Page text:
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New Columbia School Board member Karen Hayes discusses goals for her term

Karen Hayes sits in a pink blazer at a meeting. She is smiling at the camera. A microphone is in front of her, and her glasses are placed on the desk.
Courtesy of Karen Hayes
"Missouri as a state has been able to have enough teachers in the teaching field, but that has been eroded in the last 20 years," Hayes said. "So now we have to do some more innovative things."

The last Columbia School Board election was held in April, and it had a whopping seven candidates run. But Karen Hayes was not one of them.

Hayes was selected by the board to take on the remaining ten months of former member Katherine Sasser’s term. Hayes started on June 7.

Hayes is the project director for Columbia College TRIO Educational Opportunity Center. She taught in Columbia Public Schools from 2001 to 2005, and her daughter attended school there.

KBIA’s Abby Lee sat down with Hayes to discuss her goals for the rest of the term.

Karen Hayes: The biggest ones for me, why I put my name in the hat is communication. Parents don't feel like they're getting all the information they need from the School Board, and part of that has to do with the way the schools have historically operated. They've operated as their own entity … Communication is a big piece of it, and the other is the transparency. Things that parents want to know should be something out there in the arena.

Lee: I remember last time we talked about two specific changes. So one of them had to do with having some schools that are nine to five. Can you talk about that a little bit?

Hayes: Right now, we are not at the top of school districts in the state of Missouri, and we want to be the top school district. And part of that is right now everything is being equally split, or as they like to say, equitably. And I don't think that that is true. So some schools need more, but they're not receiving more. Some schools would work better, like at Battle, it would work better to have a school that was nine to five so that kids could have their school day and then have enrichment.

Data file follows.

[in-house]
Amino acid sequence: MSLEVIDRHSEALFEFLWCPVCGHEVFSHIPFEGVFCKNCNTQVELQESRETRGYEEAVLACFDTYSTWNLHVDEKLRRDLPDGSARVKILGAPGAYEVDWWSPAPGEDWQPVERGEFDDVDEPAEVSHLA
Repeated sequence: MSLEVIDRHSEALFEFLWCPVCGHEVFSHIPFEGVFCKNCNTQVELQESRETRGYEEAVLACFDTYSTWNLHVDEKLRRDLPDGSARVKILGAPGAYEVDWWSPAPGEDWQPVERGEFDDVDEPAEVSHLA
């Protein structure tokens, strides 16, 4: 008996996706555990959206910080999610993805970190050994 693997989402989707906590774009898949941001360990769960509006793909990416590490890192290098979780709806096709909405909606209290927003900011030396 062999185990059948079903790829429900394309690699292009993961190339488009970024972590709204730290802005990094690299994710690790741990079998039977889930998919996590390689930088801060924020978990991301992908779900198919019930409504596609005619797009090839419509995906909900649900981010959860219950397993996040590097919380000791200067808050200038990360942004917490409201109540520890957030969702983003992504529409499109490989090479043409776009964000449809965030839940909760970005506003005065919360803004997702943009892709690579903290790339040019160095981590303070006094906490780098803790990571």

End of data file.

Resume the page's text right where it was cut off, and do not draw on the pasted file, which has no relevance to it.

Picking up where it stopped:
Lee: And another thing that you talked about was changing the hiring systems. So, rather than applying to individual schools, applying to districts. Can you talk about that a little bit?

Hayes: Right now, teachers get to pick their school unless they're really new, and then they put them somewhere and then they transfer elsewhere. We need the more experienced teachers in the schools that are not meeting basic standards, or are below standards. You know, a lot of people are like, "Well, that takes away teacher choice," and, "What if they don't like being there?" The whole deal is being a teacher, you want to help young people. And if you are skilled enough to help the students that don't need a lot, you can bring that skill and expertise to students who do need a lot. I just think that teachers picking the school is not the best for the district. We need some innovation. We do need some innovation. We have the resources, we have the teachers, we have the systems. We just need to utilize them better.

Lee: So, I also know that you talked about the school board, a quote from a Missourian article, "needing a wider array of voices." Can you go into that a little bit?

Hayes: Yeah, it's important. Columbia Public Schools has more kids of color than people realize. It's helpful to have somebody in the room, at the table, talking about their experience and what they hear from people in the community. Also, income wise, there really needs to be somebody who's working class, somebody who is not totally in that middle class set.

Lee: How do you think that your position as a board member will affect students or families in marginalized communities?

Hayes: It already is impacting them. I mean, people are sharing their thoughts. They're contacting me. They're asking questions. There is an openness that I hadn't expected for people just at different events, you know, saying, "Hey, this is a concern." I live in a working class neighborhood. I am on the Board for Peace, which is looking at how to increase our community relationships so that there's less crime and difficulty in neighborhoods. I'm about this 24/7. Because when we have these discrepancies in communities, it impacts the total community.

Find more about Hayes's journey to the school board at The Columbia Missourian.

Abby Lee is a student at the University of Missouri studying journalism and women’s and gender studies. She has interned with mxdwn Music and The Missouri Review.
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